After Golden Globes' Snub of Female Filmmakers, Will Oscars Follow Suit?

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From left: Alma Har’el, Lulu Wang, Lorene Scafaria, Marielle Heller and Greta Gerwig. Time’s Up released a statement Dec.  9 saying: "The omission of women isn’t just a Golden Globes problem. It is an industrywide crisis, and it’s unacceptable."

As the HFPA excludes women in directing and screenplay categories (and best picture is dominated by macho stories), experts question what needs to change in Hollywood to truly impact the awards landscape.

Two years ago, Golden Globes presenter Natalie Portman took a jab on live TV at the Hollywood Foreign Press Association — and by extension the whole of Hollywood — when she announced, "Here are the all-male nominees" for director.

The actress-filmmaker might not want to be onstage Jan. 5 when the next Golden Globes best director winner takes the podium. In a year with a significant number of women drawing acclaim for their movies, not one received a nom from the HFPA.

Among those excluded were Lulu Wang (The Farewell), Greta Gerwig (Little Women), Marielle Heller (A Beautiful Day in the Neighborhood), Lorene Scafaria (Hustlers) and Alma Har'el (Honey Boy), who, after the nominees were unveiled Dec. 9, tweeted: "They vote by comfort and star fucking. They don't care about women or new voices. Period."

Stacy Smith, the director of USC's Annenberg Inclusion Initiative, blames institutional bias for eliminating these and other contenders such as Kasi Lemmons (Harriet), Melina Matsoukas (Queen & Slim) and Céline Sciamma (Portrait of a Lady on Fire), even though the latter, like Wang, saw her picture nominated for foreign-language film.

"Research indicates that when you have a male-driven view of leadership, females are not considered," says Smith, despite the fact that among the 87 HFPA members, 48 are women. "We've seen cultural institutions [like the Academy of Motion Picture Arts and Sciences and the Grammys' Recording Academy] lift the hood and recognize their own bias. But my sneaking suspicion is that the HFPA has not done so, and they still have a tilted view of the directing process."

The question now is: Will the movie Academy be the same?

Five women have been nominated for the directing Oscar, two of them in the past decade: Kathryn Bigelow for 2009's The Hurt Locker and Gerwig for 2017's Lady Bird. That's one fewer than the HFPA since 2009. While the Globes excluded Gerwig, it recognized Bigelow twice (for Locker and 2012's Zero Dark Thirty), and Ava DuVernay for 2014's Selma.

Only two women have won either award: Barbra Streisand took home the Globe for 1983's Yentl (she wasn't nominated for an Oscar) and Bigelow received the Oscar for Locker, while losing the Globe to James Cameron for Avatar.

The overwhelming absence of women from both awards is unlikely to change when the Oscar noms are unveiled Jan. 13.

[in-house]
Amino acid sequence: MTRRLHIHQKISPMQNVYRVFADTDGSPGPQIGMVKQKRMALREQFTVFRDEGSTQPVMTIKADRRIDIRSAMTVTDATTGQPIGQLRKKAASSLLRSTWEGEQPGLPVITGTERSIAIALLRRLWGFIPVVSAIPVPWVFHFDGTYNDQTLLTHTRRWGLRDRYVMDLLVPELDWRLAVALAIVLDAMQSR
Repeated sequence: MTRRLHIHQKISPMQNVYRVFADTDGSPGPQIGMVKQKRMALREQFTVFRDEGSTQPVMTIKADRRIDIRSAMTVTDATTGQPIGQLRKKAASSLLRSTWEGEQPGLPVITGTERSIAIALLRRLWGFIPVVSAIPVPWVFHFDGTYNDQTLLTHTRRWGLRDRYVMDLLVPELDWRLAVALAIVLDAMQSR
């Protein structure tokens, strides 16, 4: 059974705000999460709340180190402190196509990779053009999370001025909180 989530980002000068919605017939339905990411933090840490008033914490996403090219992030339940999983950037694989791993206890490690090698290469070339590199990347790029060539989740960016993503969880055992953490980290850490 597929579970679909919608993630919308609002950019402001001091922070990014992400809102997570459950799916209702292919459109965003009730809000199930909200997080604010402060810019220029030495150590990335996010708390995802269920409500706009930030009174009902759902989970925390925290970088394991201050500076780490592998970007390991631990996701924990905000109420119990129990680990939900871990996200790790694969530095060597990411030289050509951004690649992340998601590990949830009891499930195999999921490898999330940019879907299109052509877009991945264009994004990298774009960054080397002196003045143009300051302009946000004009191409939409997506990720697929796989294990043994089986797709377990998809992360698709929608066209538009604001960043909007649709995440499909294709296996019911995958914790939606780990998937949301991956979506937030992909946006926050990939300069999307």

Here's why:

First, while the Academy has taken strides to improve gender parity, only the 526 active members of the directors branch pick directing nominees, and that group skews heavily male: Only 20 percent are women, per the Academy.

Second, over the past decade, the Oscars and the Globes have been in sync 66 percent of the time when it comes to their directing nominees — though that gap has grown of late and only three nominees were recognized by both organizations in 2018 and only two in 2017. A case in point: Gerwig notably was absent from the Globes directing list for Lady Bird, but she subsequently landed an Oscar nom that year.

Third, other litmus-test groups like the critics so far have favored male-directed films, leaving a pool of frontrunners (including Globe nominees Quentin Tarantino for Once Upon a Time in Hollywood, Martin Scorsese for The Irishman, Sam Mendes for 1917, Todd Phillips for Joker and Bong Joon Ho for Parasite) that not only are all men, but also have largely made male-centric films.

Will this change soon? Surprisingly, the answer is yes. Leading educational bodies such as the American Film Institute and the USC School of Cinematic Arts now graduate as many female as male directors, and sometimes more. And the DGA in November said that 31 percent of the 2018-19 TV season's episodes were directed by women.

Better still, says Smith, there's been a sudden and sizable increase in women directing major feature films. "This will probably be the year that we see the most significant uptick across the top 100 films at the box office," she notes. "Typically, it's about 4 percent; this year, 12 to 14 percent will have a female director." And more are coming — 2020 will see Cathy Yan's DC film Birds of Prey and Chloé Zhao's Marvel movie The Eternals.

None of this is happening in time to give Portman and others a reason to let the Academy and the HFPA off the hook, but it does indicate that change is coming — if at a slower pace than any of these awards acknowledge.

This story first appeared in the Dec. 13 issue of The Hollywood Reporter magazine. To receive the magazine, click here to subscribe.